Can the Crypto Space Survive without Regulators? Are Regulators Good or Bad For Crypto?

Financial regulators, commonly referred to as watchdogs, are systems set nationally and internationally to help control and ensure the financial world is reliable. It’s the fundamental duty of these watchdogs to develop policies that help in protecting the citizens from any financial dangers. Globally, watchdogs, including SEC, FCA, among others, have always sought to regulate crypto. However, there’s one problem: cryptos were never supposed to be a regulated entity. 

In the past years, many top financial analysts have demanded more regulations within the crypto space. The question is, why? Additionally, do cryptocurrencies need regulation? Also, is this regulation a good or bad thing for them? Keep reading as we look into how the calls for crypto regulations started and if they’re dispensable.

Governments Call for Crypto Regulation

After crypto started getting popular, investors, financial experts, and governments began calling for more regulations in the crypto industry. However, at first, most of these nations did not grasp the concept of how cryptocurrencies operate. Also, there were inconsistencies in how different governments classified crypto assets. 

Consequently, regulating bodies for consumer protection, payment systems, and businesses went into deep research on virtual currencies. Several questions guided them in that research. For instance, were they currencies or investment assets? Their lack of understanding drove them to push for more regulations in the crypto industry.

Authorities have consistently cited the following reasons for calling for heightened regulation of crypto assets:

To Protect the Consumers

In the early years of crypto existence, governments deemed most crypto assets, including Bitcoin, as some financial scam. As a result, investors and expert analysts had issued warnings on most cryptocurrencies. In fact, for good measure, they introduced AML and KYC requirements to protect users from scams and illegalities.

Already there have been several scams connected to crypto in the past decade. Prominent among them include: 

  • The Onecoin Ponzi scam. Although authorities have not yet figured out the full extent of loss, estimates are that unsuspecting investors lost tens of billions.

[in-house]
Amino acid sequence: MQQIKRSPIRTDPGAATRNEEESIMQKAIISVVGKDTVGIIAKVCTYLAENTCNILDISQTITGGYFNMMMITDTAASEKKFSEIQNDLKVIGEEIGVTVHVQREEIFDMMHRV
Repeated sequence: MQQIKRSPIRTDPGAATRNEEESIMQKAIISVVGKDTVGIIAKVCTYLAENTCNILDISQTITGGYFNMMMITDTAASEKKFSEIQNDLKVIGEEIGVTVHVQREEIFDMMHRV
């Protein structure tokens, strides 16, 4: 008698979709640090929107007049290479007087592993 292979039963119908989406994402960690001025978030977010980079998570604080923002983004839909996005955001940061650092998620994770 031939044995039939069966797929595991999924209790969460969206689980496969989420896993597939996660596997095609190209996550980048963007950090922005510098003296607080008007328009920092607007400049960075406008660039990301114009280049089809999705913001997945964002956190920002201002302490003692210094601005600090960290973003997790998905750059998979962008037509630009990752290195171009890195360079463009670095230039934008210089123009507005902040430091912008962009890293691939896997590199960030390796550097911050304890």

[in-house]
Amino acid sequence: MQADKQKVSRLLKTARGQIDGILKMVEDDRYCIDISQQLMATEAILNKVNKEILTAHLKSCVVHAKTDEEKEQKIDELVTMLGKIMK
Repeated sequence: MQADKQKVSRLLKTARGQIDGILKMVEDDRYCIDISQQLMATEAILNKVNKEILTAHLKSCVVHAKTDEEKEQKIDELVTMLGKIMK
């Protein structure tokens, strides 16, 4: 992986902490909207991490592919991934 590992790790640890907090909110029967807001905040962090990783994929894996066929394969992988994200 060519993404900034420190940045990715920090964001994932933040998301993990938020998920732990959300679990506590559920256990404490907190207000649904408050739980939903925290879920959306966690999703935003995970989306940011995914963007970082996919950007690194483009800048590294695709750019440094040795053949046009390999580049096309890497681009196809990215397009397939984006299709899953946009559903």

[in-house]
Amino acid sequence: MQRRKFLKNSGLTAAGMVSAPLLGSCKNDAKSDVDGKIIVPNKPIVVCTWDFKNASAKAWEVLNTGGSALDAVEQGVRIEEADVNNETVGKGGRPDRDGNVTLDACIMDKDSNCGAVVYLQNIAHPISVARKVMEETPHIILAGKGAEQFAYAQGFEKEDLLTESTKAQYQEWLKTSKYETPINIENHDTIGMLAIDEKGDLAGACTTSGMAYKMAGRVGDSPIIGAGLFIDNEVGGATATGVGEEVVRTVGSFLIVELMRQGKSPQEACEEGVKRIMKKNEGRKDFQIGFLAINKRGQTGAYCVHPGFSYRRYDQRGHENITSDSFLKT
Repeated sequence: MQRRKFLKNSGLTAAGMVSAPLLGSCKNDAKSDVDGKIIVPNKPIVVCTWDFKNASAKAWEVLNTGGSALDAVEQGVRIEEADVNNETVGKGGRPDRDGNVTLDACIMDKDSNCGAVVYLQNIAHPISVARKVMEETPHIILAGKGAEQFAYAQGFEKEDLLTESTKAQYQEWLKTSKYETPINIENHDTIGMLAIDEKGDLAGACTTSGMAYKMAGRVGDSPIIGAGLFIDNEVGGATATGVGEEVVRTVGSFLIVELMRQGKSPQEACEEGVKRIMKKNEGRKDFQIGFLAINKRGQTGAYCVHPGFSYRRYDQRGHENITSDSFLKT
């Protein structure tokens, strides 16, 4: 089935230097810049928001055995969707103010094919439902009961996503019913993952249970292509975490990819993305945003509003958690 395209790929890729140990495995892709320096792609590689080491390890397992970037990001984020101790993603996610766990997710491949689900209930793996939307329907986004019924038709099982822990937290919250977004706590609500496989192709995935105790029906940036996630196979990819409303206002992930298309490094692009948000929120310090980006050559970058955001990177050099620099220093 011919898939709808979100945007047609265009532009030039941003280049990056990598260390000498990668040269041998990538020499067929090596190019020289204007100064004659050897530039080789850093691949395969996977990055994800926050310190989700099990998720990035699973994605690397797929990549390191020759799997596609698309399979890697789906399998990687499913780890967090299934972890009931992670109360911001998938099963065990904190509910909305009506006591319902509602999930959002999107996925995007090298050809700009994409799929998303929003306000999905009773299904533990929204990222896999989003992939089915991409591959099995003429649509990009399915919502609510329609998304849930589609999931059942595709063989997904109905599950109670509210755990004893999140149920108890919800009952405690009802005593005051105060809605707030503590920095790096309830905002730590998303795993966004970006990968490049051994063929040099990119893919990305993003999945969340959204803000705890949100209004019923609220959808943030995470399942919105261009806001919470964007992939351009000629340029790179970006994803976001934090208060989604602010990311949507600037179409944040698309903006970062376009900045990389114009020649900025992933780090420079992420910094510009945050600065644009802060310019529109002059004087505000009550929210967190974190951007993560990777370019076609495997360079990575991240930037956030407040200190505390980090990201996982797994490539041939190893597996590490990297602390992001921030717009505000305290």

• The Bitconnect Ponzi scam, created in 2016 and shut down in 2017, is considered the second biggest crypto scam. This scam got away with over $4 billion in investor money. 
  • The most recent scam is the Africrypt bitcoin scam which stole $3 billion in consumer money.  

Curbing Money Laundering and Terrorist Financing

Another reason why cryptos have required regulatory control is their increased use in illegal activities. According to experts, cryptos are private and anonymous assets whose transactions are difficult to trace. For example, Zcash, Monero, and Dash have unique privacy features that hide the transacting parties’ identities.  

Due to privacy, these assets are easy to use for laundering and illegal activities. There have been cases where kidnappers have demanded Bitcoin as ransom. Others started switching from using Bitcoin and focused on the privacy assets like Monero. The use of crypto in such illegal activities has been a significant cause for calls to regulate more. 

The US Senate has always been fighting for more crypto regulation because it’s prone to money laundering risks. 

To Trace The Revenue

The third and final reason governments have been calling for more crypto regulations is to trace the actual revenue they generate in a country. Unfortunately, due to their anonymity factor, it’s hard to trace the transactions and values related to crypto-assets. 

Therefore, governments could be collecting amounts that are much less than what they are supposed to. For that reason, the US treasury set new regulations requiring crypto exchanges to report any transactions surpassing $10k. Analysts estimate that this new rule will increase the US revenue by $700 billion in the next decade. 

Does Crypto Need Regulating?

Looking at those problems that most governments note, it’s safe to conclude that crypto needs some regulation. Generally, investor protection should always come first in any business start-up, and the calls aim to protect investors. 

Moreover, the calls for more regulations help increase the national wealth since nations will collect more tax annually. Some investors may use crypto to hide their actual income, thus vastly reducing the average tax collected by the government. Therefore, by regulating crypto, governments will be able to protect investors and also the national coffers.